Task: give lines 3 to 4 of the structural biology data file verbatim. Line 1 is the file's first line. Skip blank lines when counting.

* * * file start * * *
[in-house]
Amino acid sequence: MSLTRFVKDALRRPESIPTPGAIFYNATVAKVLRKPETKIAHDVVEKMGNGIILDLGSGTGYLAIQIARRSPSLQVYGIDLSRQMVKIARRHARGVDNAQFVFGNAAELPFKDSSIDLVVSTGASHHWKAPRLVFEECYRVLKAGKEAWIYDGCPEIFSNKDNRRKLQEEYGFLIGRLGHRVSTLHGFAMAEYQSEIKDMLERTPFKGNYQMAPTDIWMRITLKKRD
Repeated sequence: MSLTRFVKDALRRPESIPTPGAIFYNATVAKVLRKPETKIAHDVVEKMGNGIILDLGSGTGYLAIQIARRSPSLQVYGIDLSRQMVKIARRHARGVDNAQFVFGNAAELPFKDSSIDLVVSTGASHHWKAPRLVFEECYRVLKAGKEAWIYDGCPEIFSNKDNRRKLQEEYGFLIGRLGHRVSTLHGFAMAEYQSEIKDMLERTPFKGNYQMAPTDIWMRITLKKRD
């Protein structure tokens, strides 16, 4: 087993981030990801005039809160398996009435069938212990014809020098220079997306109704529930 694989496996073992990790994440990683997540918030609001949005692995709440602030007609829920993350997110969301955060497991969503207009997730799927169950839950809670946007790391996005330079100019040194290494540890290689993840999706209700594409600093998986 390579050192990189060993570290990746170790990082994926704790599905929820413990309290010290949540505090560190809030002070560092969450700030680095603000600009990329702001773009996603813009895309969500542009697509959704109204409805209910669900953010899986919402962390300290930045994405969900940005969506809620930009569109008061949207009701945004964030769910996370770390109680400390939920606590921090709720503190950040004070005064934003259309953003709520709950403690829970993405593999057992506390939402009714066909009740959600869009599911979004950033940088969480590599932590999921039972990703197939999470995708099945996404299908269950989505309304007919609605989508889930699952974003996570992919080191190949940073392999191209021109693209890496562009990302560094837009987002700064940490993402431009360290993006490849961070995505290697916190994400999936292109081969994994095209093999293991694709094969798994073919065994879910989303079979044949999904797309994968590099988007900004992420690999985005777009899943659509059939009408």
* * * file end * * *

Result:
Repeated sequence: MSLTRFVKDALRRPESIPTPGAIFYNATVAKVLRKPETKIAHDVVEKMGNGIILDLGSGTGYLAIQIARRSPSLQVYGIDLSRQMVKIARRHARGVDNAQFVFGNAAELPFKDSSIDLVVSTGASHHWKAPRLVFEECYRVLKAGKEAWIYDGCPEIFSNKDNRRKLQEEYGFLIGRLGHRVSTLHGFAMAEYQSEIKDMLERTPFKGNYQMAPTDIWMRITLKKRD
């Protein structure tokens, strides 16, 4: 087993981030990801005039809160398996009435069938212990014809020098220079997306109704529930 694989496996073992990790994440990683997540918030609001949005692995709440602030007609829920993350997110969301955060497991969503207009997730799927169950839950809670946007790391996005330079100019040194290494540890290689993840999706209700594409600093998986 390579050192990189060993570290990746170790990082994926704790599905929820413990309290010290949540505090560190809030002070560092969450700030680095603000600009990329702001773009996603813009895309969500542009697509959704109204409805209910669900953010899986919402962390300290930045994405969900940005969506809620930009569109008061949207009701945004964030769910996370770390109680400390939920606590921090709720503190950040004070005064934003259309953003709520709950403690829970993405593999057992506390939402009714066909009740959600869009599911979004950033940088969480590599932590999921039972990703197939999470995708099945996404299908269950989505309304007919609605989508889930699952974003996570992919080191190949940073392999191209021109693209890496562009990302560094837009987002700064940490993402431009360290993006490849961070995505290697916190994400999936292109081969994994095209093999293991694709094969798994073919065994879910989303079979044949999904797309994968590099988007900004992420690999985005777009899943659509059939009408």